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Lisa Murkowski has conceded in Alaska.

Murkowski trailed Miller, a Fairbanks attorney, by 1,668 votes after last week’s primary. Election officials began counting absentee and outstanding ballots Tuesday. Murkowski made slight gains, but was never able to get Miller’s lead below 1,200 votes.

I have not been a fan of Lisa Murkowski since she was appointed to her senate seat by her father – icky. As it happens, her voting record also left something to be desired, and so I’m very pleased to see her go down. Joe Miller is almost certainly the next senator from Alaska.

Many will chalk this up to the so-called “anti-incumbent’ fervor of this year, but I think it’s something different. People are tired of politics as usual which generally seems to mean those who become part of Washington rather than remain one of their constituents. One can be an incumbent and avoid this – John McCain leaps to mind, but we’ll need to see what actually happens in the elections. Still, I can’t help but think that the ‘anti-incumbent’ meme is really about ignoring the losses of those politicians who’ve become to much part of the Beltway club. This year, that’s mostly democrats, but not entirely.

However, in the end, there’s going to be a lot of new blood in Congress, much of it part of the Tea Party, and all of it unbeholden to ‘politics as usual.’

Key question: will Murkowski support Miller in the general election or be a spoiler of some sort?

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August 31, 2010 at 11:20 pm

Barney Frank in Trouble?

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Barney Frank. The fattest fat cat in the Massachusetts delegation and one of the fattest in congress as a whole. I once saw him walking down my street and without another soul in sight. Since I’m not a violent person, I restrained myself, but the urge to cross the street and flick his ear was huge.

I’ve heard over the past couple of days that he might be in trouble, and this has amazed me. True, we did elect a Republican to replace Ted Kennedy, and that man – Scott Brown – did very well all over Frank’s district. Still, it’s hard to wrap one’s head around the idea that previously unassailable incumbents might be vulnerable. And if it’s hard for me, imagine if you’re Barney Frank. Not that I have any sympathy here. The only member of the House I’d like to see returned to the private sector more than Barney Frank is Nancy Pelosi. I’m not holding my breath on San Francisco voters, but here in MA, a miracle happened only last January.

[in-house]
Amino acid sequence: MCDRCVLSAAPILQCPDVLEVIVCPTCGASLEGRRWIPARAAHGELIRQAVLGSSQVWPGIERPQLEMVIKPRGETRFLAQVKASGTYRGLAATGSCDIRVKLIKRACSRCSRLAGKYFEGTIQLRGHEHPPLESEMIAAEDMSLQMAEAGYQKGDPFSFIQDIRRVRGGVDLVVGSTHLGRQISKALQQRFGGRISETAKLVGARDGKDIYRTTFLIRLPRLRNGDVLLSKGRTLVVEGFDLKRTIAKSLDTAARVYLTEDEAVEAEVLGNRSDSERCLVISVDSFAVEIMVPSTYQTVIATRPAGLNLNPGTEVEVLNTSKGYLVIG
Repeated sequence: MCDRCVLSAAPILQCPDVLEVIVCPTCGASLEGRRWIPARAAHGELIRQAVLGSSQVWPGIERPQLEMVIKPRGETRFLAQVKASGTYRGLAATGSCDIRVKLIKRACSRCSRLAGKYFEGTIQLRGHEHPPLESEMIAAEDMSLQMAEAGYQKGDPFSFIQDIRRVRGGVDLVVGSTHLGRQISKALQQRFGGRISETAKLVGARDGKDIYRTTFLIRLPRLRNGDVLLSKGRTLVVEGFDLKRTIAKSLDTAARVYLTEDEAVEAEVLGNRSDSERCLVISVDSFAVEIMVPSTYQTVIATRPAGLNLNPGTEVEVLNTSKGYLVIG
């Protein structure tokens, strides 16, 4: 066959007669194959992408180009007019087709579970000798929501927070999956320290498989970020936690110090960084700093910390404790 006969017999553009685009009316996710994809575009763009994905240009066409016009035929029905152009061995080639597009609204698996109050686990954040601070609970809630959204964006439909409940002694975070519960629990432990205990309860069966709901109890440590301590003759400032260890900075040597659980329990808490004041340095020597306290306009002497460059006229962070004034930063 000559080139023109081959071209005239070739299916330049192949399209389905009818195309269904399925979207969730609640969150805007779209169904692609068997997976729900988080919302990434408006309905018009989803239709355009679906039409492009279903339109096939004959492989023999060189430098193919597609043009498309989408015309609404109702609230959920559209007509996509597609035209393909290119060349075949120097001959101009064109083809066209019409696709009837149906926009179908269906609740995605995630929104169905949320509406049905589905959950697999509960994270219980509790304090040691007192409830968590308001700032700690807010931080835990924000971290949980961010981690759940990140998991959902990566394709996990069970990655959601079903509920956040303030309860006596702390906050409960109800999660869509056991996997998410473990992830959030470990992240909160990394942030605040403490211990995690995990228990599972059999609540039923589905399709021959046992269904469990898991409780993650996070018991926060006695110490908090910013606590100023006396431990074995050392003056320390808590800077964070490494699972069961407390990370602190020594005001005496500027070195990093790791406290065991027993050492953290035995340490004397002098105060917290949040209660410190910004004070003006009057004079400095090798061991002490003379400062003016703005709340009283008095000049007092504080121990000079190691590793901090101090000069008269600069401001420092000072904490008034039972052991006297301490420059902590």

As it happens, Sissy Willis has an excellent piece on this very subject so go read what she has to say. And when Barney returns to the private sector, let’s hope he has a taste of what it means to be unemployed. After all, he’s put a lot people out of work during his time in congress.

Update: And the website of the man running against Barney – Sean Bielat. I hope he wins. Indeed, any random pick from the phone book would be a better representative for the people of Massachusetts than Barney Frank.

More here from Michelle Malkin. Live the dream! Barney unemployed!

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August 21, 2010 at 12:40 am

Eight Republican Fools

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Eight Republican members of congress – fools each and every one if them – have voted for the so-called “climate change bill” according to Reuters.

Those are eight Republican fools who need to lose their next election. I’ll post the particulars when I learn them.


American Thinker names the fools and their telephone numbers. Scroll to the bottom.

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June 26, 2009 at 9:47 pm

Bobby Byrd

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I’ve heard that Senator Byrd, the senior member of the senate, has lost his wife. My condolences to the senator – I’ve seen how such a loss has affected my own grandmother, and the senator has my sympathy. However, I also understand he plans to run for reeelection, stating that his late wife wanted him to do so.

To this I say – so what? It is long past time for Senator Byrd – the only member of Congress to have enjoyed membership in the Ku Klux Klan – to step down. I cannot help but recall with disgust his attempted filibuster during the first Gulf War by recounting a history of the Battle of Cannae which made those of us actually familiar with Roman history shake our heads. Go home senator. It is long past time. Frankly, if you were a Republican, your racist past would have long since finished your political career. It’s only as a Democrat that you’ve managed to stay in office. If you had recanted, that would be one thing, but you haven’t. Shame on you. Shame on the Democrats.

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April 6, 2006 at 11:03 pm